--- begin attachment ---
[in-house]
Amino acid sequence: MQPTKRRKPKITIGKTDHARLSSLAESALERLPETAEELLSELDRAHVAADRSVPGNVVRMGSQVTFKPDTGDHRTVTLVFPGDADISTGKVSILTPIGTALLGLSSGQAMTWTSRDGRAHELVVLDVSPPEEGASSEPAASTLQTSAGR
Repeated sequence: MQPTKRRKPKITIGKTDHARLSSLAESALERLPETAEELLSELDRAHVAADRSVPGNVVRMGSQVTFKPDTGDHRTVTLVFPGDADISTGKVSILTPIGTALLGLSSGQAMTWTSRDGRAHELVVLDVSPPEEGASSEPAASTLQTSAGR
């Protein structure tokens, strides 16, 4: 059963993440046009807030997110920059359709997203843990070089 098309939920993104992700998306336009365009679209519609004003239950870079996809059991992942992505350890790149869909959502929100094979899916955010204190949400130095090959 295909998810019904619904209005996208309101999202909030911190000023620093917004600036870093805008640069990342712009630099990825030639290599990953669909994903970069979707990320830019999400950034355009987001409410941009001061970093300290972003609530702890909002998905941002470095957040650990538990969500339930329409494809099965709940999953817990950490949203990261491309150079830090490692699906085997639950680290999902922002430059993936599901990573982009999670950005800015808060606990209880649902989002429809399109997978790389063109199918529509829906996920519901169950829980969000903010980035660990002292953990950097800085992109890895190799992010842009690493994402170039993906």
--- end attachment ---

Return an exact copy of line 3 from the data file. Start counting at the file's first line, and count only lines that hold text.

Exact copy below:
Repeated sequence: MQPTKRRKPKITIGKTDHARLSSLAESALERLPETAEELLSELDRAHVAADRSVPGNVVRMGSQVTFKPDTGDHRTVTLVFPGDADISTGKVSILTPIGTALLGLSSGQAMTWTSRDGRAHELVVLDVSPPEEGASSEPAASTLQTSAGR